The charming Southern city has it all, from surf and sand to the most-talked-about eco-friendly village in the kingdom.

Wat Phra Mahathat Woramahawihan

Turn Back Time

Where: City center
Soon to be a UNESCO World Heritage site, Nakhon Si Thammarat has done well to preserve its ancient southern Thai roots, and just strolling around town is a pleasure in itself thanks to landmarks like Wat Phra Mahathat Woramahawihan temple. Start your expedition at Ran Copee (4/1 Nang Ngam Rd., next to city hall, 075-340-160), which serves not only great kopi (hot or cold black coffee) but also one of the beat breakfasts in town—braised pork leg, well-rounded bakuteh soup with tender pork ribs and khao niew Benjarong (five color coconut sticky rice with five traditional toppings). Next, move on to Wat Phra Mahathat Woramahawihan to visit its 800-year-old pagoda before dropping by the Nakhon Hatthagam Group at their craft house, where master craftsman Nikom Nok-aksorn turns out some of the country’s finest krueang thom (jewelry and decorative pieces made from a mix of silver, copper and lead). Also check in at the national artist Suchart Subsin’s Shadow Puppet Theater, which has a collection of shadow puppets from around the region, including some that date back to WWII. 
Credit: Rangsit Thongsamakr

Country Cruising 

Where: Pak Phanang
A little out of town, the unspoiled Pak Phanang peninsula is home to the century-old Pak Phanang Market, where you can find old wooden shops selling local delicacies. A Pak Phanang river cruise (Thanam Non cruise service with dinner at B5,000, 075-333-333, 086-323-999) will also take you along the area’s natural waterways and past ruins of 100-year-old rice mills once visited by King Rama V. At the end of the river you’ll come to the crescent-shaped Laem Talumphuk Cape with its magnificent view of Khao Luang towering above the river basin. If you’d rather just take the afternoon easy and lie on a beach, then head to the nearby Had Sai Kaew Resort (103/1 Tha Sala, Nakorn Si Thammrat, 075-355-959,, where you’ll also find an esoteric, privately-owned museum displaying an impressive collection of ancient beads from around Southern Thailand.


Eco Fresh

Where: Kiriwong Village, Lanska district
Recently awarded the Green Ranger Award (a prize given to “green destinations” by CreativeMove, Tourism Authority of Thailand, Thai Airways and Hivesters), Kiriwong Village is the most-talked-about eco-friendly village in the kingdom. Only a 20-kilometer drive from Nakhon’s city center, this sleepy little town houses a beautiful rocky waterway which streams through the middle of the village, backed by Khao Luang, the highest mountain in Nakhon Si Thammarat. Thailand’s Pollution Control Unit also says it has the purest air in the country—100 times purer than the standard level for good air quality. The activities on offer here also help draw travelers in with a taste of the slow life. Workshops include making your own dream catchers, batik fabric and natural tie-dye  and mangosteen soap production. To sample the local fruit at its finest, head here between Aug-Oct, when you can pluck langsat, rambutan, mangosteen and “Puang Manee” durian right from the tree. The biggest local festival, Chak Pra Tang Bok, also happens at the end of October, when the whole village unites to drag a heavy Naka wooden carriage without wheels for about five kilometers, to pay respect to a revered local Buddha image and mark the end of Lent. Many locals also offer homestays, which include both board and food. Contact the village head directly at Kiriwong Group (086-788-8718, or book via Hivesters (, who will also provide an English-speaking guide.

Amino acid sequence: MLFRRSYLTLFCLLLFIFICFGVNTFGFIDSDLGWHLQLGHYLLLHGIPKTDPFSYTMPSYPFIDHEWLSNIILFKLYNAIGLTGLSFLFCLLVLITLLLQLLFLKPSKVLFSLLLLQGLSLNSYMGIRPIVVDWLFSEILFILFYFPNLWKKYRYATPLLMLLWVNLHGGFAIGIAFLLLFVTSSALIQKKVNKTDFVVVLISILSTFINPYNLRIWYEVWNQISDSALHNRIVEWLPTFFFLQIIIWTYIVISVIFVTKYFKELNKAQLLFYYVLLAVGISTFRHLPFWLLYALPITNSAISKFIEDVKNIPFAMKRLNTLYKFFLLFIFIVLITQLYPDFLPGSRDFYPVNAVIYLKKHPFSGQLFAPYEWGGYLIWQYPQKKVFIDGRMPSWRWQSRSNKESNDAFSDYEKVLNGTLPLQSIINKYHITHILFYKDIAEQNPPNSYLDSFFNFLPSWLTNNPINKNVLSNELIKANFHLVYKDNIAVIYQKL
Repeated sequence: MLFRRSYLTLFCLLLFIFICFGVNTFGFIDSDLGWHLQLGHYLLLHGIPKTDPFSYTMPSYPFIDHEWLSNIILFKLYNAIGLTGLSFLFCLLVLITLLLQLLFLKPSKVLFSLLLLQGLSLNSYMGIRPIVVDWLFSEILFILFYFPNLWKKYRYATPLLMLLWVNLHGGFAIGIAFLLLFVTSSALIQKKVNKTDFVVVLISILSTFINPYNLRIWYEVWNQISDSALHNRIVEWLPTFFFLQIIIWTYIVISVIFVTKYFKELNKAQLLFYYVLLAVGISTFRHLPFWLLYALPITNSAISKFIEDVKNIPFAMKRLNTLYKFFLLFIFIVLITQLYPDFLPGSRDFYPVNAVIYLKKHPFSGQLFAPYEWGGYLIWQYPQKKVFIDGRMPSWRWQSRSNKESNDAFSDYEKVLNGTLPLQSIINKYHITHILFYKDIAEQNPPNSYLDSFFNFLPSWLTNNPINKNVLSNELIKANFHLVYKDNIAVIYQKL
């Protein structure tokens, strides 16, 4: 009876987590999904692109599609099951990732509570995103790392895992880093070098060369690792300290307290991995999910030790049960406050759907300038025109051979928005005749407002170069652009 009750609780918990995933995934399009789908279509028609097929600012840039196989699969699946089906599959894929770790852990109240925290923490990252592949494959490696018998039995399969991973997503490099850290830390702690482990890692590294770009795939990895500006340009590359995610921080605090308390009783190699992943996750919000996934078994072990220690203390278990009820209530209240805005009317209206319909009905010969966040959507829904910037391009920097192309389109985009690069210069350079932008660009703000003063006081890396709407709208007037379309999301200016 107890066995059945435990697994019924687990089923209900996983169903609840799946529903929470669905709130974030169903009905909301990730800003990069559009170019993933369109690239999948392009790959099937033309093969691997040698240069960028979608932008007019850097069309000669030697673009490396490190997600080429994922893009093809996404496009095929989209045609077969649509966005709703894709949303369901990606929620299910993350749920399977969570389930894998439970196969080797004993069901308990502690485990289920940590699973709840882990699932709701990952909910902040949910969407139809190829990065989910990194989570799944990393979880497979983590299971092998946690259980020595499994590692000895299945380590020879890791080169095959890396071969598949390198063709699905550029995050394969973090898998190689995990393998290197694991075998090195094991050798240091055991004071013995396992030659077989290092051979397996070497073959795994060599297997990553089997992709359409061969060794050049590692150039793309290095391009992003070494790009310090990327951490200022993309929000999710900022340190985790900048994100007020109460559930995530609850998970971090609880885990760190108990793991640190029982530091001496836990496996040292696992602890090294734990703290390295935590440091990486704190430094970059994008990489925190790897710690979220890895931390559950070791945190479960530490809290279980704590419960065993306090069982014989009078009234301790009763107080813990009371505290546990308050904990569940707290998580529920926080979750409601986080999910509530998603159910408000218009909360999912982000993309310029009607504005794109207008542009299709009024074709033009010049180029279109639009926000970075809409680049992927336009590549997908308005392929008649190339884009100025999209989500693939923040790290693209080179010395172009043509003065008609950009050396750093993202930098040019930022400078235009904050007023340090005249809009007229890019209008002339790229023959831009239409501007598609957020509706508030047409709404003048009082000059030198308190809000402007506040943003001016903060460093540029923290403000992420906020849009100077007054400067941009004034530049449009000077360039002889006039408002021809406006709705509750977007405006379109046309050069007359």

Khao Plai Dam
Ban Plai Thon Village 

Sports and Sea

Where: Sichon district

On the radars of nature lovers and sportsmen, Sichon is home to a whole host of outdoor activities. To see some of the local fauna, head to Khao Plai Dam, a 2km stretch of beach and mountain backdrop that’s listed as a wildlife sanctuary for both its forest and marine life. The eco-friendly fishery at Ban Plai Thon Village is also a paradise for local seafood lovers, who flock here every morning to buy the fresh catch from local fishermen at very special prices. Think giant blue crab at just B250 per kilo. For adrenaline junkies head to Hin Ngam Beach for Sichon Cabana Beach Resort ( is well known for sports like windsurfing and cycling, and is even home to a little-known triathlon training camp that makes the most of its location between the mountains and the sea. We’re also in peak season for surfing and windsurfing until the end of November. Renting equipment in the area is easy, as is finding a coach for beginners. For cyclists, there are two main routes to try: Hin Ngam Beach-Plai Thon Beach-Klong Thung Kha if you’re looking to take things easy; or the Khao Plai Dham route if you’re looking for something more mountainous and challenging. 



How to get there 
Budget airlines operate daily  flights between Bangkok and Nakhon Si Thammarat.  
Nok Air ( starts at B1,700,
AirAsia ( B1,730
Thai Lion Air  ( B1,800.
Where to stay 
In town: The Original Orange Rooms (6/37-40 Pattanakarn Kukawang Road, 075-774-675,, room rates start at B700. 
Sichon district: Seastone Hotel (327/55 Moo 3, Sichon, 075-536197, 075-536198,, room rates start at B1,500 for deluxe rooms, B2,000 for beachfront villas and B4,000 for a panoramic-view family suite.

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